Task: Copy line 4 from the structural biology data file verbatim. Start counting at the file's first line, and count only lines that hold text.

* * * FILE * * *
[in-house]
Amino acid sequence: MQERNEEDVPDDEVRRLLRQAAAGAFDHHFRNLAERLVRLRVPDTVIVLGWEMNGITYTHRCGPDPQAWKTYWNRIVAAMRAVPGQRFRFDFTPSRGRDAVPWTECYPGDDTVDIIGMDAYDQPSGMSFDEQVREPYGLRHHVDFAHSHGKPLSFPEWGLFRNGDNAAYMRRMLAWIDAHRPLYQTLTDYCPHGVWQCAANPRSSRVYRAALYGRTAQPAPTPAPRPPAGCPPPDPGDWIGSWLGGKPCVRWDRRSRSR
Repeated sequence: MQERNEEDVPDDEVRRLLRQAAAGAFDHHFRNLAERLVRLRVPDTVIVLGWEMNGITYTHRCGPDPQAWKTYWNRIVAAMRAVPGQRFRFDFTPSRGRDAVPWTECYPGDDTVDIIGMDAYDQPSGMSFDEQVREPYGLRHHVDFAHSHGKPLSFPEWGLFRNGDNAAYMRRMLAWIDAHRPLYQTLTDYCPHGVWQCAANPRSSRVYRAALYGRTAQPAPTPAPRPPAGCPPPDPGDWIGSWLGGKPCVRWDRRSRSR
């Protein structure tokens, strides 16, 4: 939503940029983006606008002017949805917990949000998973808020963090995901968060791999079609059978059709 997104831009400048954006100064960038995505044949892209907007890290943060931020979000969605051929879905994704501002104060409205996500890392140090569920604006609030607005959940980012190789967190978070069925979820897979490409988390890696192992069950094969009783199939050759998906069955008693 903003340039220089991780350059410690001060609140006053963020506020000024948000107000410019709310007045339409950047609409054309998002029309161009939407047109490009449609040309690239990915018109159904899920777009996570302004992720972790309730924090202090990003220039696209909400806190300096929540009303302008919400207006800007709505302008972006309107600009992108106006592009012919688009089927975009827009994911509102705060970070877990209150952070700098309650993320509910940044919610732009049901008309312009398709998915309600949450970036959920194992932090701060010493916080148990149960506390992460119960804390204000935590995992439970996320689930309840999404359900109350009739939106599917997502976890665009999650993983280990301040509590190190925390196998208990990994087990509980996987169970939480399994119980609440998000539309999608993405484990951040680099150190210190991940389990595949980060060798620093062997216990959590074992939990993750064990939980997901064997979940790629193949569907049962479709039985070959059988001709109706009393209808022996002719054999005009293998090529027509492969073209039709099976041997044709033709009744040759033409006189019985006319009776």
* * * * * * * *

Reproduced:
């Protein structure tokens, strides 16, 4: 939503940029983006606008002017949805917990949000998973808020963090995901968060791999079609059978059709 997104831009400048954006100064960038995505044949892209907007890290943060931020979000969605051929879905994704501002104060409205996500890392140090569920604006609030607005959940980012190789967190978070069925979820897979490409988390890696192992069950094969009783199939050759998906069955008693 903003340039220089991780350059410690001060609140006053963020506020000024948000107000410019709310007045339409950047609409054309998002029309161009939407047109490009449609040309690239990915018109159904899920777009996570302004992720972790309730924090202090990003220039696209909400806190300096929540009303302008919400207006800007709505302008972006309107600009992108106006592009012919688009089927975009827009994911509102705060970070877990209150952070700098309650993320509910940044919610732009049901008309312009398709998915309600949450970036959920194992932090701060010493916080148990149960506390992460119960804390204000935590995992439970996320689930309840999404359900109350009739939106599917997502976890665009999650993983280990301040509590190190925390196998208990990994087990509980996987169970939480399994119980609440998000539309999608993405484990951040680099150190210190991940389990595949980060060798620093062997216990959590074992939990993750064990939980997901064997979940790629193949569907049962479709039985070959059988001709109706009393209808022996002719054999005009293998090529027509492969073209039709099976041997044709033709009744040759033409006189019985006319009776």